By Mary Schroeder (Sacramento, California)
Yesterday, we went to see the US premiere of a French movie called Gaspard at the Wedding at the Sacramento French Movie Festival. Frankly speaking, I would like my time and money back. The director is obviously talented and the music is beautiful, but I still want my time and money back.
In my opinion, the movie had two main themes. Theme No. 1: we finally emotionally detach from the family we were born into when we find someone whom we love more than our family. Theme No. 2: the pain and struggle over loss of something that you have worked for and lived in all your life, in this case, the zoo. Unfortunately, none of the themes have been developed convincingly.
Gaspard, the main character, a 25-year old man, asked a girl whom he just met to accompany him to his father’s wedding. He apparently had not been back for a long time. The two then went back to the zoo, which is owned by Gaspard’s family. It can be predicted that the two finally fell in love, which they did. However, it was just not convincing how they fell in love (connected emotionally), except for gradually intensified mutual sexual attraction. From the beginning to the end, the audience did not have a chance to get to know either of the pair more deeply, let alone the characters themselves. The movie did not provide much of a chance for us to really look into Gaspard’s or his girlfriend’s inner world. I cannot even remember what is the girl’s name at the end of the movie. It was what I called “skin-deep” romance. I doubt how Gaspard would love her more than his family, since he, together with the audience, had no chance to really connect with her as a person.
Apparently the whole family, except for Gaspard, lived on and worked for the zoo all their lives. The movie did show how they worked hard as a team to take care of the animals. When the conversations indicated that the zoo was to be closed due to financial problems, I was concerned and worried. In another word, I was interested in seeing how they went through this crisis. Unfortunately, this theme disappointed me too because again it was not developed convincingly. The only highlight of this theme was when the father gathered all the three adult children to tell them that the zoo is to be closed. He went on to say how the zoo represents a part of human culture and history, although people nowadays are concerned about the caged fate of the animals and don’t want to visit the zoo anymore.
It does stir some complicated emotions inside me to think that sadly, in this ever changing world, things are disappearing even though they are still meaningful to some people. However I was not convinced in this case, because I never saw a single visitor to the zoo in the whole movie. If the father really thinks the zoo is a part of human culture and is worthy of preserving, he should strive to let the public come, even for free. Nobody seemed to try to make that happen in the movie. The zoo is its own world. No effort to get the community involved at all. No wonder it is going to be closed.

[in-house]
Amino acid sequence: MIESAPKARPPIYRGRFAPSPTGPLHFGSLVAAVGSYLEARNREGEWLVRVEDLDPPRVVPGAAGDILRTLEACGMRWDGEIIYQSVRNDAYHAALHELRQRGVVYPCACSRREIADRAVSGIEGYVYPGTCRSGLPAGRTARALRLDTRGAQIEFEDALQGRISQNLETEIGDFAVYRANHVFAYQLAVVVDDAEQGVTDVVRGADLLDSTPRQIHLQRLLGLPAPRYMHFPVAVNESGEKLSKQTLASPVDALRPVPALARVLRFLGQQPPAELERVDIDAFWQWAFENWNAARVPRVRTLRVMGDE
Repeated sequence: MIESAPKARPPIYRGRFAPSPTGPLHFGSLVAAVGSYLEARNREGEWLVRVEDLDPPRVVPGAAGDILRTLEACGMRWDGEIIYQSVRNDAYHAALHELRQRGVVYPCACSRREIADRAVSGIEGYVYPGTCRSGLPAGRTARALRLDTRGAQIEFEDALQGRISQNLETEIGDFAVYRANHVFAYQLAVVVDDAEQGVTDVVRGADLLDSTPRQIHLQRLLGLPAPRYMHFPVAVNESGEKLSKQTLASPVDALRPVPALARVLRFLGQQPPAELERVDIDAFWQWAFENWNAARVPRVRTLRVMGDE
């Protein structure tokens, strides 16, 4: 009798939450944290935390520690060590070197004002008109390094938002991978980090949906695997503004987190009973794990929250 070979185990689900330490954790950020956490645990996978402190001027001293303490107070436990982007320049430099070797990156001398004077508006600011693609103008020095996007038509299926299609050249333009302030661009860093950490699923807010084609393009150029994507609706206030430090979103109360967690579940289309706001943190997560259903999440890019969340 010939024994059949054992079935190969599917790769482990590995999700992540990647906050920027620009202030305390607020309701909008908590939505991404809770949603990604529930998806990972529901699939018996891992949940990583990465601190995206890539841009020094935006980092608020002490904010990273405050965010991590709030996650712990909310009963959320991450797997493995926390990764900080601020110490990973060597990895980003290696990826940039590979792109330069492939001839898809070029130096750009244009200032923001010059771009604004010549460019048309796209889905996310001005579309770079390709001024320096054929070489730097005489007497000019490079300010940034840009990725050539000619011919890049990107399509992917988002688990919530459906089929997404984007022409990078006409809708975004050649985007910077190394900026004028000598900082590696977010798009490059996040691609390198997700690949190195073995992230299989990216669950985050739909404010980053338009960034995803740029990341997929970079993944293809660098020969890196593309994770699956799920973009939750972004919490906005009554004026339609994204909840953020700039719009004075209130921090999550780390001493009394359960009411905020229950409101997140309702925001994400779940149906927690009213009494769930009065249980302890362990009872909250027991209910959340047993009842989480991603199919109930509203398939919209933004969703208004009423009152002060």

The movie did not use this crisis to reveal more about human nature or to discuss more how we cope with and grow after loss. Everything went on smoothly and sex seemed to be the solution of our problems. The sister who had nothing except for the zoo now seems to move on since she finds a one-night stand and makes love in the trash can. The other brother gets married (finally the wedding!) to a girlfriend whom the audience hardly knows and is having good sex with her on the screen. Gaspard is on a train with the girl to nowhere and the two enjoy their private moments. The father is enticed by the gifts at the wedding. That is all. Problem solved and everybody moved on.
The movie has tons of nudity. I am not an expert in art (including performance arts such as movies). I understand that in some classic art pieces, nudity is used to help express the theme, such as Botticelli’s The Birth of Venus (indicating innocence and purity) and Rodin’s the Thinker (the muscles implying intensive, deep thinking). However, in this movie, I think the excessive nudity did not help with the theme at all. They become cheap and obscene. I felt like swallowing a fly when I saw the nude father stands and swims in a fish tank unabashedly in front of his three children (one daughter, two sons). I felt the same when the grown-up brother and sister take a bath together in the tub. If the director wants to show us that the family is so dysfunctional, then he has achieved his purpose. I just don’t know what the purposes are, except for that they stimulate the senses. The nude scenes in this movie are like cheap excessive hot sauce that further ruins a mediocre dish in the first place.
Call me conservative, but I really appreciate more French movies like The Silence of the Sea. Without nudity or sexual scenes, it convincingly and movingly depicts the subtle emotions involved in romantic love in hard times. It reveals the inner world and growth of the characters. It deepens our understanding of human nature and the conflicted notions of love, hatred, loyalty, and courage. It does not provide cheap stimulants, but it reaches the hearts of the audience.